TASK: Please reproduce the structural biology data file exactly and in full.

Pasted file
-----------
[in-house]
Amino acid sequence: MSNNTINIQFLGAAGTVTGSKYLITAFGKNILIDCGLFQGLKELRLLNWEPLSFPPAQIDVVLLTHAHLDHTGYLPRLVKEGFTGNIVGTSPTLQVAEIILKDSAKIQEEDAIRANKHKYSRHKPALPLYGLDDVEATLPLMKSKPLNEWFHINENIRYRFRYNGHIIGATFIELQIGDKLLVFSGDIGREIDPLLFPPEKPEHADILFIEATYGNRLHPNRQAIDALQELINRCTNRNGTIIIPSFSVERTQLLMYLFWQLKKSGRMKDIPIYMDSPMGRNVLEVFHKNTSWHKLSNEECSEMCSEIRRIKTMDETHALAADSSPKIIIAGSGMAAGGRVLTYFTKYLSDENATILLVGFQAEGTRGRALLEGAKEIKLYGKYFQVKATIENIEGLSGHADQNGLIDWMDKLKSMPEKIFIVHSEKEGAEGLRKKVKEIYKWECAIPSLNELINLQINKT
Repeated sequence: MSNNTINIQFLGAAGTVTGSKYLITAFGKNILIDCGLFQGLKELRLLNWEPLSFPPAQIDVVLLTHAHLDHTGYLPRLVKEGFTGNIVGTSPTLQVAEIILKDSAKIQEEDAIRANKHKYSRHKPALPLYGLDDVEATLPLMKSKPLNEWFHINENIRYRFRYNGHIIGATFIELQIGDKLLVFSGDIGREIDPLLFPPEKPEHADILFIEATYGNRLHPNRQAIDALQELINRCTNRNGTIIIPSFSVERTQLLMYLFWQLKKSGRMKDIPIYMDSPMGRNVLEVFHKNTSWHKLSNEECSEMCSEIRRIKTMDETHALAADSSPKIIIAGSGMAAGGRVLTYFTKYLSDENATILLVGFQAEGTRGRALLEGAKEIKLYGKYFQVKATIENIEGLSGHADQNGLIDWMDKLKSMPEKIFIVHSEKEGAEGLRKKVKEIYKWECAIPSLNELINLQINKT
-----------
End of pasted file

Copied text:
[in-house]
Amino acid sequence: MSNNTINIQFLGAAGTVTGSKYLITAFGKNILIDCGLFQGLKELRLLNWEPLSFPPAQIDVVLLTHAHLDHTGYLPRLVKEGFTGNIVGTSPTLQVAEIILKDSAKIQEEDAIRANKHKYSRHKPALPLYGLDDVEATLPLMKSKPLNEWFHINENIRYRFRYNGHIIGATFIELQIGDKLLVFSGDIGREIDPLLFPPEKPEHADILFIEATYGNRLHPNRQAIDALQELINRCTNRNGTIIIPSFSVERTQLLMYLFWQLKKSGRMKDIPIYMDSPMGRNVLEVFHKNTSWHKLSNEECSEMCSEIRRIKTMDETHALAADSSPKIIIAGSGMAAGGRVLTYFTKYLSDENATILLVGFQAEGTRGRALLEGAKEIKLYGKYFQVKATIENIEGLSGHADQNGLIDWMDKLKSMPEKIFIVHSEKEGAEGLRKKVKEIYKWECAIPSLNELINLQINKT
Repeated sequence: MSNNTINIQFLGAAGTVTGSKYLITAFGKNILIDCGLFQGLKELRLLNWEPLSFPPAQIDVVLLTHAHLDHTGYLPRLVKEGFTGNIVGTSPTLQVAEIILKDSAKIQEEDAIRANKHKYSRHKPALPLYGLDDVEATLPLMKSKPLNEWFHINENIRYRFRYNGHIIGATFIELQIGDKLLVFSGDIGREIDPLLFPPEKPEHADILFIEATYGNRLHPNRQAIDALQELINRCTNRNGTIIIPSFSVERTQLLMYLFWQLKKSGRMKDIPIYMDSPMGRNVLEVFHKNTSWHKLSNEECSEMCSEIRRIKTMDETHALAADSSPKIIIAGSGMAAGGRVLTYFTKYLSDENATILLVGFQAEGTRGRALLEGAKEIKLYGKYFQVKATIENIEGLSGHADQNGLIDWMDKLKSMPEKIFIVHSEKEGAEGLRKKVKEIYKWECAIPSLNELINLQINKT